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Longer-term yields edge down as COVID-19 cases surge

  • The benchmark 10-year yield was a basis point lower at 0.6643%.
  • "We're in a trading range," Richman said, one that will continue until a successful effort to contain the virus allows businesses to reopen with confidence.
26 Jun, 2020

Longer-term US Treasury yields ticked down on Friday as continuing public health concerns offset a rebound in consumer spending.

The benchmark 10-year yield was a basis point lower at 0.6643%.

The Commerce Department said consumer spending, which accounts for more than two-thirds of US economic activity, jumped 8.2% last month after falling 12.6% in April.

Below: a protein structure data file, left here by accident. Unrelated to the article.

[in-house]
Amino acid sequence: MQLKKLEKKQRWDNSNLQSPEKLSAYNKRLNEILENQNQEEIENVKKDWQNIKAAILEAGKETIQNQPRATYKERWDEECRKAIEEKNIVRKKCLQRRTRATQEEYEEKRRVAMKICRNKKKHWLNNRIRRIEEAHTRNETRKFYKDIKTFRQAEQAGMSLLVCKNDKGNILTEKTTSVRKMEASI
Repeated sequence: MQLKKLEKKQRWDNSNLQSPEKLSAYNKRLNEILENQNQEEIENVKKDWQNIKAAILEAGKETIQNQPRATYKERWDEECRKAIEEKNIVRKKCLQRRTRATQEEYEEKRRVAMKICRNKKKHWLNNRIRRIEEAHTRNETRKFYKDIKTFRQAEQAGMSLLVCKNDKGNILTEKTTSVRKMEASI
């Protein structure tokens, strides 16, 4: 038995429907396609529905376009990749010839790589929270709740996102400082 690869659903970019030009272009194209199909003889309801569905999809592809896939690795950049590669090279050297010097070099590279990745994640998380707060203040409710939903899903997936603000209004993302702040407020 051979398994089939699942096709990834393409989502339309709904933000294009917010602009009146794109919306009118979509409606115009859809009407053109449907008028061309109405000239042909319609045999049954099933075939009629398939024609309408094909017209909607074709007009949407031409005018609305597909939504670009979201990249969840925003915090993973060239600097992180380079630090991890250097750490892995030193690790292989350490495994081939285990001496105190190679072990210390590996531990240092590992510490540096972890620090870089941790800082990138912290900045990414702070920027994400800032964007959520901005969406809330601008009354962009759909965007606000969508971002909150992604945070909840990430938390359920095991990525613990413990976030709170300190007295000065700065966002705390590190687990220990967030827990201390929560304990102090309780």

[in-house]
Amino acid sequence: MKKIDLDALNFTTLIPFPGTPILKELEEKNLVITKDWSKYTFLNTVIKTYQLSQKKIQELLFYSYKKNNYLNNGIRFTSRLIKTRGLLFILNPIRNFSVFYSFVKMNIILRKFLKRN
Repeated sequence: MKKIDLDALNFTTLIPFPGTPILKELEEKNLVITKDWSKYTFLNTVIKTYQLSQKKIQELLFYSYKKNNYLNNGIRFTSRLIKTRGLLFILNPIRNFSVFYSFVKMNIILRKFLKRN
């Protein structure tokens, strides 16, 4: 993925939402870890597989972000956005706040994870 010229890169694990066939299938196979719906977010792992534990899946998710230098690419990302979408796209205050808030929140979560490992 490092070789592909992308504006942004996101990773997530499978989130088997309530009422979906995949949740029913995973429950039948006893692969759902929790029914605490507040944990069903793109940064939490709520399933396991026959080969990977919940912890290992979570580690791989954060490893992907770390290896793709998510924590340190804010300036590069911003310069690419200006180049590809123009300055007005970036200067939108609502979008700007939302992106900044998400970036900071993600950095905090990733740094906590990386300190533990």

But the gains were not seen as sustainable amid high unemployment and as the United States set a new record for a one-day increase in COVID-19 cases.

Traders seem unlikely to move the 10-year yield away from the zone between 60 to 70 basis points where it has mostly traded since late March, said Andrew Richman, director of fixed income strategies for Truist/SunTrust Advisory Services.

"We're in a trading range," Richman said, one that will continue until a successful effort to contain the virus allows businesses to reopen with confidence.

Wall Street's main indexes opened lower on Friday and bank stocks fell following the Federal Reserve's move to cap shareholder payouts.

A closely watched part of the US Treasury yield curve measuring the gap between yields on two- and 10-year Treasury notes, seen as an indicator of economic expectations, was at 49 basis points - well below its monthly high of 72 basis points reached on June 5.

The two-year US Treasury yield, which typically moves in step with interest rate expectations, was down less than a basis point at 0.1759% in morning trading.

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